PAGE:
He was certainly mercurial and faintly eccentric. He could be petulant, almost cantankerous at times, although it was the usually amiable side of his character that surfaced most. No one in the administration, legislature or the media was actually able to discern his inscrutable mindset or crack the veneer of his real character.

That is because the man above all was a paradox. But if one were to have scratched the façade of unconventional behaviour there would have emerged a sagacious, astute and manipulative mentality. Attempting to encapsulate the saga of Dahanayake, the engaging guru turned politician in a modest newspaper article would not be doing him justice. His is an intriguing almost mythical narrative of a celebrity that is deserving of being chronicled in a comprehensive biography.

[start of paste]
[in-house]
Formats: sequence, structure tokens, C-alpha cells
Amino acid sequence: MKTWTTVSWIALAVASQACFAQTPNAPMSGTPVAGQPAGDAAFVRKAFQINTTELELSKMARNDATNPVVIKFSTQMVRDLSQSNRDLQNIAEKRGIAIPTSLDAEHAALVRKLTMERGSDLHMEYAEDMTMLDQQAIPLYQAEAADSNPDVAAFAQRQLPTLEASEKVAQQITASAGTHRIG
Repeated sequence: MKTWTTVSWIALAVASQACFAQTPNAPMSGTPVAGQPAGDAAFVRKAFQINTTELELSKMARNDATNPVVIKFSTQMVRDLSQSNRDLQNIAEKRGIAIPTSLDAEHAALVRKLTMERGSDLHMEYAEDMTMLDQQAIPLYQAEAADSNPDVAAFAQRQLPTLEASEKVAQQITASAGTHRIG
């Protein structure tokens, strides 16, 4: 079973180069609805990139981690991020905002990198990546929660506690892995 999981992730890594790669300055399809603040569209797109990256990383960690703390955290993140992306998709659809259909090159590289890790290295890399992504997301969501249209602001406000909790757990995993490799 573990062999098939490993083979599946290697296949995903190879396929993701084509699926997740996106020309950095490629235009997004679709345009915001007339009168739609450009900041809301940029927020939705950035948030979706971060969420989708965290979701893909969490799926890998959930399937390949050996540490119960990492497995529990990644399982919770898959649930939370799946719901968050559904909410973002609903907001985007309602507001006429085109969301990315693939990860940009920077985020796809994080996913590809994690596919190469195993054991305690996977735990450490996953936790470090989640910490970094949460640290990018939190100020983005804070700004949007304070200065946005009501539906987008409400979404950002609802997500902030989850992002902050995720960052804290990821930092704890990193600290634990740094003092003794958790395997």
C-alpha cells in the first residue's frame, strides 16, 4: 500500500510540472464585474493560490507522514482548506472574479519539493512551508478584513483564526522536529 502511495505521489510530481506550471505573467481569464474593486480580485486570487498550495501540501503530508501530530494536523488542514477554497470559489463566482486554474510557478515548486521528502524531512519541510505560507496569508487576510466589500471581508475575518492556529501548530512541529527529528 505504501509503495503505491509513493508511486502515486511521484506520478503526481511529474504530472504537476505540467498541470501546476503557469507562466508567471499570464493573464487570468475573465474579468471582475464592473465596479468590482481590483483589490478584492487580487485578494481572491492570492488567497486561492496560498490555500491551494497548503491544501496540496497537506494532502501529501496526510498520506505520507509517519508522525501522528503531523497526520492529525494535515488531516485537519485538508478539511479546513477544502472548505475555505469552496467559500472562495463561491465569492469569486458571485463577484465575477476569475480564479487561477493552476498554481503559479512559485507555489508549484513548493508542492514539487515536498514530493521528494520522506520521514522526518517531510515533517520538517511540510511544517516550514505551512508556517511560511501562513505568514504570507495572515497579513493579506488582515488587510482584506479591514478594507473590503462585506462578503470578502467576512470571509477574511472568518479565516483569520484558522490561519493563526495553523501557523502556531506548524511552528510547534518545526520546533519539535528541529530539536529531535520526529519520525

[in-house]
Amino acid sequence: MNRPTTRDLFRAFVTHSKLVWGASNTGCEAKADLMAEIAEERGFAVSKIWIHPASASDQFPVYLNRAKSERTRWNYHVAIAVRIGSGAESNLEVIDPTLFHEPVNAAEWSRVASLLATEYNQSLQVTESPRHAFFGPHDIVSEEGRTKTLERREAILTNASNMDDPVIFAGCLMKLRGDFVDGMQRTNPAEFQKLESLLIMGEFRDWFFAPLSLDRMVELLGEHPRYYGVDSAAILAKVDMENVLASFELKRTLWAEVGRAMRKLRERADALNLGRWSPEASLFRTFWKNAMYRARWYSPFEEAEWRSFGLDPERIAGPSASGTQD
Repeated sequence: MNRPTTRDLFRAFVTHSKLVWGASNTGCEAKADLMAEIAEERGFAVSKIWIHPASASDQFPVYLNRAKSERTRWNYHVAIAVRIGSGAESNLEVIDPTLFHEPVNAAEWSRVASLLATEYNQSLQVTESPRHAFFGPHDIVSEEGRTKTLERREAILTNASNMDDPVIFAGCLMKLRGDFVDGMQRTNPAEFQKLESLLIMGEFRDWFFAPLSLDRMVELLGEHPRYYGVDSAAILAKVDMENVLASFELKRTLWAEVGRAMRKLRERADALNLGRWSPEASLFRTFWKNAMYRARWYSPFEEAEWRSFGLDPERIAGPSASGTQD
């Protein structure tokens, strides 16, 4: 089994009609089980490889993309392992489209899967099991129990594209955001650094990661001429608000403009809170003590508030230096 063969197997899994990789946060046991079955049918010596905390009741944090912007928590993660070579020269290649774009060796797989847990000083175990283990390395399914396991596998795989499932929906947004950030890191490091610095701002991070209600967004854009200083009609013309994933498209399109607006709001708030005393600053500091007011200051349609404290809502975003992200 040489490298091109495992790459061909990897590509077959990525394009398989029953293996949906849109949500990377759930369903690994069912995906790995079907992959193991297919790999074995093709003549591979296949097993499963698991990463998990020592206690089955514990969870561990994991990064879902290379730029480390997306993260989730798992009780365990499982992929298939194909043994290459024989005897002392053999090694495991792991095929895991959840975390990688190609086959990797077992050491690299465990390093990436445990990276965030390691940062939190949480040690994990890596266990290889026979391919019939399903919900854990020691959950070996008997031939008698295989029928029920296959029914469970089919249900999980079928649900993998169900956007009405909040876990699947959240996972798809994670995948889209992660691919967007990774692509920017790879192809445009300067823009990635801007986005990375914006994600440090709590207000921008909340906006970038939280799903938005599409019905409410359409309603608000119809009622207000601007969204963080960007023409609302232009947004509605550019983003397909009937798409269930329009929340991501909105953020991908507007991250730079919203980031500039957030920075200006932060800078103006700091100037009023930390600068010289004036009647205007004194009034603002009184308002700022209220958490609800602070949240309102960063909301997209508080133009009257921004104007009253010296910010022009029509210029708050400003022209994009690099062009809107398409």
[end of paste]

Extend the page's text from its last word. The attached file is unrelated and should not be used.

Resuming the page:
In brief, this is a modest transcript of Dahanayake’s political legend. He was a member of the Lanka Sama Samaja Party before joining the administration of S. W. R. D. Bandaranaike, prime minister and leader of the Sri Lanka Freedom Party. He served as cabinet minister of education from 1956 to 1959. He took office as prime minister, cabinet minister of defence, external affairs and education when Bandaranaike was assassinated in September 1959.

He contested the March 1960 General Election under the nomination of his newly formed Lanka Prajathanthravadi Pakshaya , LPP, also humorously dubbed the Lanka Pisthola Pakshaya. He was not re-elected as an MP as he lost his Galle constituency also in that election. He had also served as a cabinet minister of home affairs in Dudley Senanayake’s government from 1965 to 1970 and cabinet minister of cooperatives in Junius Richard Jayawardene’s government from 1986 to 1988.
Daha actually defied classification and could not be labelled or summed up in the class of any of his contemporaries in the dovecotes of political power. Yet on many occasions he set the feathers flying in that august assembly with his incomparable, impish streak.